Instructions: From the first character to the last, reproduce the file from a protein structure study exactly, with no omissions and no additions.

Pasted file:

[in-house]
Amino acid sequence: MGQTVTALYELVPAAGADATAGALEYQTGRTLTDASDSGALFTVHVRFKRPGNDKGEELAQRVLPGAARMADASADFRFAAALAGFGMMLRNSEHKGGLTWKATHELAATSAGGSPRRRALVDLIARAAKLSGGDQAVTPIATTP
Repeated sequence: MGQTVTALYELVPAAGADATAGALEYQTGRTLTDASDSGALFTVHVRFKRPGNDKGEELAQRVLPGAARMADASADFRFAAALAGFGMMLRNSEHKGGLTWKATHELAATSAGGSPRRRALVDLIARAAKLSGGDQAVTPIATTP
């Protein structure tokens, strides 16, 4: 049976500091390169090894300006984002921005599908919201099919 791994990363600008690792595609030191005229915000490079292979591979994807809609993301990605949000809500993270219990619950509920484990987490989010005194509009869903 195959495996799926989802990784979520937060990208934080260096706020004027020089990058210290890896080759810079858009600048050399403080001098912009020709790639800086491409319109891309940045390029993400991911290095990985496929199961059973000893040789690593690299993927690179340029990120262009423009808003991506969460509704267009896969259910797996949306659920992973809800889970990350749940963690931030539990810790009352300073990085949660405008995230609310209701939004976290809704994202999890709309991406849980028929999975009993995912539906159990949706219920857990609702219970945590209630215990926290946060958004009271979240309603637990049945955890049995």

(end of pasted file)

[in-house]
Amino acid sequence: MGQTVTALYELVPAAGADATAGALEYQTGRTLTDASDSGALFTVHVRFKRPGNDKGEELAQRVLPGAARMADASADFRFAAALAGFGMMLRNSEHKGGLTWKATHELAATSAGGSPRRRALVDLIARAAKLSGGDQAVTPIATTP
Repeated sequence: MGQTVTALYELVPAAGADATAGALEYQTGRTLTDASDSGALFTVHVRFKRPGNDKGEELAQRVLPGAARMADASADFRFAAALAGFGMMLRNSEHKGGLTWKATHELAATSAGGSPRRRALVDLIARAAKLSGGDQAVTPIATTP
């Protein structure tokens, strides 16, 4: 049976500091390169090894300006984002921005599908919201099919 791994990363600008690792595609030191005229915000490079292979591979994807809609993301990605949000809500993270219990619950509920484990987490989010005194509009869903 195959495996799926989802990784979520937060990208934080260096706020004027020089990058210290890896080759810079858009600048050399403080001098912009020709790639800086491409319109891309940045390029993400991911290095990985496929199961059973000893040789690593690299993927690179340029990120262009423009808003991506969460509704267009896969259910797996949306659920992973809800889970990350749940963690931030539990810790009352300073990085949660405008995230609310209701939004976290809704994202999890709309991406849980028929999975009993995912539906159990949706219920857990609702219970945590209630215990926290946060958004009271979240309603637990049945955890049995």